At the Ref Desk (11/7/19): Everyone who watched the morning news has come over to ask if that was me on TV. [more...]
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Television

Interview with WGN-TV

Submitted by Leo Klein on Wed, 11/6/19 (10:36pm)

Tuesday, Nov. 5th, 2019 was an important day -- or rather important evening. It was when WGN-TV broadcast the interview with me [link here] produced by the excellent reporter, Erik Runge. The actual interview took place a few days earlier at the DePaul Library.

The topic was my experience in West Berlin both before and after the Wall came down. The segment also included other witnesses both here and in Berlin. The fact that the reporter included so many other photos of me -- from my days in Paris to a shot of me in lederhosen at 4 years old holding on to Mayor Daley -- made the whole thing seem so much like a personal biography.

That said, I truly appreciate how the reporter let me have the last word. For so long the east side of Berlin was a symbol of oppression while the west side observed tolerance and liberty. It truly was a triumph of democracy -- something I shall never forget.

Update: Erik Runge and the good people at WGN-TV aired a follow-up segment on Thursday evening. The title was, "Lessons from the Fall of the Berlin Wall Still Ring True, 30 Years Later" [link here]. As the title suggests, the piece looks at the lessons from this period together with what people born afterwards think about it. My own comment which they include was to agree that lessons were drawn but that people can forget them -- if only (one hopes) temporarily.

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Billboard: Color TV Film Won't Oust B&W (1953)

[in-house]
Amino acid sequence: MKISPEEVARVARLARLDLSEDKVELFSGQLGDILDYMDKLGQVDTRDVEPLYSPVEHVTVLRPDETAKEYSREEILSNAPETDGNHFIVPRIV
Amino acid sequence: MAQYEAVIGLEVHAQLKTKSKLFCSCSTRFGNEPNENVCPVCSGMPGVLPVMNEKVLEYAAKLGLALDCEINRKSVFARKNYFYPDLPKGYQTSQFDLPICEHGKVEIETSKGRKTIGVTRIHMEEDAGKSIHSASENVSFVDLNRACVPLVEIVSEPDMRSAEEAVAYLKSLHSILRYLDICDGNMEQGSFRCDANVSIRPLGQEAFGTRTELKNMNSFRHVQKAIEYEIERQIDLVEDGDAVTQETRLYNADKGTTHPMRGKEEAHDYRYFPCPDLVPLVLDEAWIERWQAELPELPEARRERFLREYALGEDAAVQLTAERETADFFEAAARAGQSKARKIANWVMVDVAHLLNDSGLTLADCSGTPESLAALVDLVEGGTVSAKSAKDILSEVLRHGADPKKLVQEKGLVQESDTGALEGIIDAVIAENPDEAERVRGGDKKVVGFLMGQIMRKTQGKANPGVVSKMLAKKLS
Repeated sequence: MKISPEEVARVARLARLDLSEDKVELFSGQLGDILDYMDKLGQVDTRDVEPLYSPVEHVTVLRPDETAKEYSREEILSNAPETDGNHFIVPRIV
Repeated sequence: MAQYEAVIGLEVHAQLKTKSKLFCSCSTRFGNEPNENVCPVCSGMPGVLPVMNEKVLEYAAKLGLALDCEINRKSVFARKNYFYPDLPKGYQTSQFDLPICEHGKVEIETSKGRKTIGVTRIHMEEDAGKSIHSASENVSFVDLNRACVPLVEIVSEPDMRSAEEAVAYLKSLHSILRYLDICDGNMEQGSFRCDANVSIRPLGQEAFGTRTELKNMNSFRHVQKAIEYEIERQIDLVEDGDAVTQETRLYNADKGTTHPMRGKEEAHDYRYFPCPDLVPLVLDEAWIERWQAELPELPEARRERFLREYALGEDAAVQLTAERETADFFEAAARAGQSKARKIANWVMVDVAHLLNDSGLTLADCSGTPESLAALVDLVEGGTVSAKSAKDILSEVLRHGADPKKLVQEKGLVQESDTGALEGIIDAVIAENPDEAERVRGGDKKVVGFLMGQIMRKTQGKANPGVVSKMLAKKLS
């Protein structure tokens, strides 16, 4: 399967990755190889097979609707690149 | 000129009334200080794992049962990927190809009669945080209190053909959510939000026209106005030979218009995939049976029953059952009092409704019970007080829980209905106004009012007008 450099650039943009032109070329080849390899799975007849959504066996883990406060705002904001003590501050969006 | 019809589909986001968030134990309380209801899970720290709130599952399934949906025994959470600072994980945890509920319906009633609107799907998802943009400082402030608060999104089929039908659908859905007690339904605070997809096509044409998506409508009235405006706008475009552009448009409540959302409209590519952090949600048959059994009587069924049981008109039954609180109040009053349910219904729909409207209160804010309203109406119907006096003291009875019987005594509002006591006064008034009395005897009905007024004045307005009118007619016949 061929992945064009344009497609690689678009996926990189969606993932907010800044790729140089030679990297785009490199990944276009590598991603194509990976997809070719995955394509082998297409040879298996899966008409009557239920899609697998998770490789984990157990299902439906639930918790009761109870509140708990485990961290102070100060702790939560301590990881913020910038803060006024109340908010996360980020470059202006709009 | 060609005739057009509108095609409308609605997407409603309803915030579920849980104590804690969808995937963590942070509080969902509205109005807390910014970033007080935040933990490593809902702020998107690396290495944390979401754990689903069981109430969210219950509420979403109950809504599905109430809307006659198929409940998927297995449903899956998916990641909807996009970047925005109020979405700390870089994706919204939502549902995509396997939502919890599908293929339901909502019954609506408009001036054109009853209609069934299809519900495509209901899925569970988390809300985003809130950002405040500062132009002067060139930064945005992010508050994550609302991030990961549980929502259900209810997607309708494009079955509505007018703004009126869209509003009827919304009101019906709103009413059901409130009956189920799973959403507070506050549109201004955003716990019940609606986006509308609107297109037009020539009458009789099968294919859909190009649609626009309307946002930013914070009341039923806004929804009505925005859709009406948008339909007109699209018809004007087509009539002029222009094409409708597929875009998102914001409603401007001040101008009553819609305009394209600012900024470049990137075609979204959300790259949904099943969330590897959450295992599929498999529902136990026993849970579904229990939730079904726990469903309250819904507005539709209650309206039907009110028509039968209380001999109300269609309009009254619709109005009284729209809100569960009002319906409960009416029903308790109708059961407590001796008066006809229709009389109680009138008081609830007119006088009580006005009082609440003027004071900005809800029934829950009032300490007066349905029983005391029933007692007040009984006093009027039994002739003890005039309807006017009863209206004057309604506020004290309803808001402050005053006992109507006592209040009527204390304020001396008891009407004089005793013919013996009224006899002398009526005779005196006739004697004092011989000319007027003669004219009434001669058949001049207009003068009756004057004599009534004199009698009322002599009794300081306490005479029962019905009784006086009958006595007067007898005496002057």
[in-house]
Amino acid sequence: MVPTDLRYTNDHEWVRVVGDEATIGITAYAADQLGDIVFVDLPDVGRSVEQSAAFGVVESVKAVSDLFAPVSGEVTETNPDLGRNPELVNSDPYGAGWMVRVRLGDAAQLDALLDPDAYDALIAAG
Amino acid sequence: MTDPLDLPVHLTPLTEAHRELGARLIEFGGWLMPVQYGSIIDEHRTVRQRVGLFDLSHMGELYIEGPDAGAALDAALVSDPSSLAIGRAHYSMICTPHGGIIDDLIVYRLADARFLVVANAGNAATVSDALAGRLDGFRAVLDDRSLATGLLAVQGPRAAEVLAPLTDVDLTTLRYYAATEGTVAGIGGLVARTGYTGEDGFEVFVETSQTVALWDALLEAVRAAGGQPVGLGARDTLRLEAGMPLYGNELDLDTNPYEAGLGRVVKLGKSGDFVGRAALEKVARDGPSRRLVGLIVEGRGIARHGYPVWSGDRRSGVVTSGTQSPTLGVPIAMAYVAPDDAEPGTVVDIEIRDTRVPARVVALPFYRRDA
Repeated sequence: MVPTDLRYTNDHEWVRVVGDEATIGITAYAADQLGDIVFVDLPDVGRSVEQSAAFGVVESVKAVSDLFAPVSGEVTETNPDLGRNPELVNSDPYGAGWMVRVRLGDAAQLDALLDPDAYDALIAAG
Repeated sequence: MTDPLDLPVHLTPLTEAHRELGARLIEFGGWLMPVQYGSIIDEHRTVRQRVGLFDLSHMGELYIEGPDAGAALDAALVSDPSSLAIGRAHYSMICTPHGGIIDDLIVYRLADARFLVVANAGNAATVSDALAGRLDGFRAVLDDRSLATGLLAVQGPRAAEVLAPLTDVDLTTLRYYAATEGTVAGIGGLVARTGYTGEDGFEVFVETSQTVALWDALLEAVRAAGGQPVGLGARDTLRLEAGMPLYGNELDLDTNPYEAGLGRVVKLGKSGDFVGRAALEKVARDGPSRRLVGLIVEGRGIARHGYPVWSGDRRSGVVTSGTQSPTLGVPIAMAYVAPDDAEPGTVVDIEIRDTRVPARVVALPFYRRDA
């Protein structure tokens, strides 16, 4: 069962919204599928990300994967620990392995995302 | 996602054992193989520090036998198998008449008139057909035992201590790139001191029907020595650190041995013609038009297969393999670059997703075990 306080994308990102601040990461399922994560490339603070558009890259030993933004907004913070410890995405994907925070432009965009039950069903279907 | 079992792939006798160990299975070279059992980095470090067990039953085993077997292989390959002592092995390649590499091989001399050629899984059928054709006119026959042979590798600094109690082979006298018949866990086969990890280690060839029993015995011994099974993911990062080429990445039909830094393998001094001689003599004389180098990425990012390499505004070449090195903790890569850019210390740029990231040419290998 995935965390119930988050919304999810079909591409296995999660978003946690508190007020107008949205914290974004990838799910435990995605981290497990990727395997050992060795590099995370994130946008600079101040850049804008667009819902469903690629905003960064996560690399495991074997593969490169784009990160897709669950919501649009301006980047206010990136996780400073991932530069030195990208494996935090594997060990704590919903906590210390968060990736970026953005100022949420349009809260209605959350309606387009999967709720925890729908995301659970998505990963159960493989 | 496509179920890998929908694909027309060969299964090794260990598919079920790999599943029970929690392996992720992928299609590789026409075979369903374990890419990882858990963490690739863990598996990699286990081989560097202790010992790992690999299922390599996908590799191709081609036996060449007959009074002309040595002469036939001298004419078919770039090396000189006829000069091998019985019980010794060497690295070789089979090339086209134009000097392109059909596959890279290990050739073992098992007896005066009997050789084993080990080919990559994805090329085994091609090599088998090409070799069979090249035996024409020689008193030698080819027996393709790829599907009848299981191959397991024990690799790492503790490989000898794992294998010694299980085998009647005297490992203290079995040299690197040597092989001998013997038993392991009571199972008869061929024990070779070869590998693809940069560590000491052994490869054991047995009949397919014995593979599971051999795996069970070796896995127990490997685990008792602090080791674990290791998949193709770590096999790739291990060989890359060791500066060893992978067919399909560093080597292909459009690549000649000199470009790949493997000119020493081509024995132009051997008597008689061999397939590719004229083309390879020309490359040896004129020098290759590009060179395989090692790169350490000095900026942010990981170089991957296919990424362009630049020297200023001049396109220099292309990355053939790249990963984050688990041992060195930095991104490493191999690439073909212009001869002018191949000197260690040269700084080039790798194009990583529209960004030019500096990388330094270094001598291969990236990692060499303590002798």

Submitted by Leo Klein on Wed, 2/13/13 (7:46pm)

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Tint Talk : Color TV Film Won't Oust B&W

HOLLYWOOD, July 11. -- Like motion pictures, television will continue to use a great amount of black and white film even when color becomes a regular feature in the new medium. This is the opinion expressed by veteran TV producer Jerry Fairbanks prior to his departure for Europe where he's filming a public relations film for Miller Brewing Company.

Expense of filming in color and the superiority of black and white for certain types of productions are the factors which will dictate use of b.&w. for TV, Fairbanks declared. Fairbanks cited the motion picture industry's predominant use of black and white film despite the advent of color.

Color filming is between 25 and 35 per cent more expensive than b.&w., Fairbanks pointed out, while color release prints are between four and five times as expensive. This factor, in addition to what he termed the superiority of b.&w. for low key mystery dramas, will limit the application of color film for showing on television.

"[Source: Tint Talk: Color TV Film Won't Oust B&W", Billboard (7/18/1953): p. 12.]